Lumbago is just another name for lower back pain. Throughout this post, I will be using both lumbago and lower back pain. Just know, I am talking about the same thing.
If you have lower back pain, I hear you. I have been dealing with chronic lower back pain for many years and still do today. Exercise has been known to reduce the pain and in some cases completely stop it. Research has shown that exercise can be very beneficial for chronic lower back pain. Not to mention the rest of your back as well. The more you exercise the stronger your back will get. Reducing your chances of having future back problems. But it can also reduce your current back pain.
Being Active with Lumbago
Being active is the best thing you can do for your back and your entire body. Start slow and ease your way into it. You always to avoid being static. If you have any back problems the worst thing you can do is sit around all day doing nothing. That will often make your pain worse over time.
So, get off that sofa and go for a walk. If you have nowhere to walk or the weather is a problem? Walk around your house or walk in place. For years the misconception has been that you need to exercise non-stop,30 to 45 minutes for it to be effective.
Breaking Up Your Workout
Do not get me wrong, a 30 to 45-minute workout is still great if that is what you like? But there have been several studies done in recent years proving that breaking up a workout into 2×15 minute sessions or even 3×10 minute sessions can be just as effective.
I know speaking for myself, I am not always in the mood for one long workout. I will often break up my workout sessions. In fact, there are times I will do multiple 5-minute workouts throughout the day. Sometimes I am stretched for time and that is a great alternative.
Almost everyone at some point in their life experience lumbago. If you have not to this point it’s almost a given that it’s going to be in your future. It’s known that about 80% of the workforce consistently experiences lumbago week in and week out. The source of this is most likely stemming from society’s advancement into a more modernized, inactive civilization.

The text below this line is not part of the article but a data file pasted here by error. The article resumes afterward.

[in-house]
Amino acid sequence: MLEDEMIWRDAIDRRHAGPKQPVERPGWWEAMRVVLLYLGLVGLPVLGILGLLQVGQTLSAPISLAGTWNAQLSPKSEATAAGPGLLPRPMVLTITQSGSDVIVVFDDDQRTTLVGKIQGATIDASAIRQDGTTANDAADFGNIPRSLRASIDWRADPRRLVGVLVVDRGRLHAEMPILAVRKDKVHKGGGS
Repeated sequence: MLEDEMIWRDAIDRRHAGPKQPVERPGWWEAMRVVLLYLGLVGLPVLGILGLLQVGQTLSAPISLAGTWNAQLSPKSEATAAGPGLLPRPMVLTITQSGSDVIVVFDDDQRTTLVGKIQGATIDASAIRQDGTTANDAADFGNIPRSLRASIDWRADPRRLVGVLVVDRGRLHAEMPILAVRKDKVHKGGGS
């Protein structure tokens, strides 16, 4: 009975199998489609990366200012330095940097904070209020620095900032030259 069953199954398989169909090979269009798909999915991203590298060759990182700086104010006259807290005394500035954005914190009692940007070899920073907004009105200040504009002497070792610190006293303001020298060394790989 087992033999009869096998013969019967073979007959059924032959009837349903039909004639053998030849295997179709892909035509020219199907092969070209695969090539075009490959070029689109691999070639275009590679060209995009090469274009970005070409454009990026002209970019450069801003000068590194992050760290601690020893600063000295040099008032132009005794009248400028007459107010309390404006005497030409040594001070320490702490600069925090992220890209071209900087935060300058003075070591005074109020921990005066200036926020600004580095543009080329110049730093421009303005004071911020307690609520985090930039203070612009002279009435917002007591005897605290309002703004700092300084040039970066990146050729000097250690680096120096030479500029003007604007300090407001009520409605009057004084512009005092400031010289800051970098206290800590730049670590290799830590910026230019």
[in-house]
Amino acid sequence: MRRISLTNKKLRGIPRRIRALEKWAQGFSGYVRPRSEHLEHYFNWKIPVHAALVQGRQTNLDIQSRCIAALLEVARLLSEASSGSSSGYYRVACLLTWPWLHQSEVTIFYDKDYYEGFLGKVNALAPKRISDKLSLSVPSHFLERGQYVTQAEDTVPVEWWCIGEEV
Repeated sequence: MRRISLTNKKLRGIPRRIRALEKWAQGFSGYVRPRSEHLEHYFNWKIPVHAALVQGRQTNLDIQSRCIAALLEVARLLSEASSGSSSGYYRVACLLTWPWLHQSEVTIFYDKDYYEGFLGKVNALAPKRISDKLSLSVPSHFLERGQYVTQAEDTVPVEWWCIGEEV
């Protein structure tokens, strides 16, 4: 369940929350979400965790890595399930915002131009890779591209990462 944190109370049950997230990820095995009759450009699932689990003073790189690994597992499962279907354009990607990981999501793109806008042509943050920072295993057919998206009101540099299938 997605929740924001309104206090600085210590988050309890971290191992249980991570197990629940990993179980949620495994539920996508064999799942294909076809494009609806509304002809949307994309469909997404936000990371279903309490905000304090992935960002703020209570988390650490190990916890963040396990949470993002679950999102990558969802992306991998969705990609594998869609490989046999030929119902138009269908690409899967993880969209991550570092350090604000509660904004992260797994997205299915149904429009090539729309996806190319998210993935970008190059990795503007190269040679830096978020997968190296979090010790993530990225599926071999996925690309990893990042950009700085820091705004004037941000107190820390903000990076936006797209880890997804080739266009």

Lumbago can also be caused by elemental conditions like arthritis and degenerative disc disease which is what I have. If your lower back pain is getting in the way of just trying to get through the day, then I would go see a doctor.
How My Lumbago Started
From experience, my lumbago problems began after an accident. I was climbing over a fence, slipped and fell. When I landed I twisted my back pretty hard. It was about a week later when I started feeling a stabbing shooting pain going down the back of my leg. To add to that I was getting cramps and spasms in my lower back and butt. It kept getting worse and I was to the point that I was falling on the ground when trying to get out of a car.
About six months after falling and twisting my back, I went under the knife for a ruptured disc. During that time, I also found out that I have degenerative disc disease. If that was not enough, I use to lift heavy equipment multiple times a week when I was a DJ. I did that for 23 years and did not always use the best lifting techniques. An accident, poor lifting techniques, and degenerative disc disease. I have the trifecta and would rather it be from winning it at a horse race instead.
For many people with lumbago, the good news is you may be able to find relief from your lumbago by using targeted exercises. If you do them consistently they can increase your chances of not having any lumbago in the future and the research has shown that.
Walking was something I did for years because of my back. It did help but I liked the other health benefits I got from it. I would walk at a very fast pace of speed to get a really good workout. Walking slower would have been just as effective but I liked the feeling when I was done. I would get that “runners high” you always hear about. My walking regiment was an average of 5 days a week, going 2 to 3 miles each day. It all depended on how I felt on that particular day.
There are many benefits to walking but when it comes to walking because you have back issues, it keeps you mobile and also strengthens your back. You can walk just about anywhere at any time, you only have to bring yourself, and it’s free. When you are in pain you will naturally not want to move. However, not moving to long will make the pain worse. I used walking because it helped and was very convenient. But just as important, it kept me mobile.
Getting Through The Pain
When you are in pain, it can be hard to think and get through the day. Your body is basically telling you to stop moving when you feel pain. One part of you wants to completely stop doing everything. While the other part knows you have a ton of things to do that day. I know I have been there. Then it starts eating away at you mentally. You begin the downward spiral of negativity and become stagnant.
In the past, doctors would always tell their patients to lay low and prescribe complete bed rest in some cases. If you were to be up and moving around, it may make things worse. Those days are now long gone. Using correct movement and keeping up in your day to day life is advised. However, there are always a few caveats in certain circumstances. Otherwise, you always want to maintain some level of mobility every day.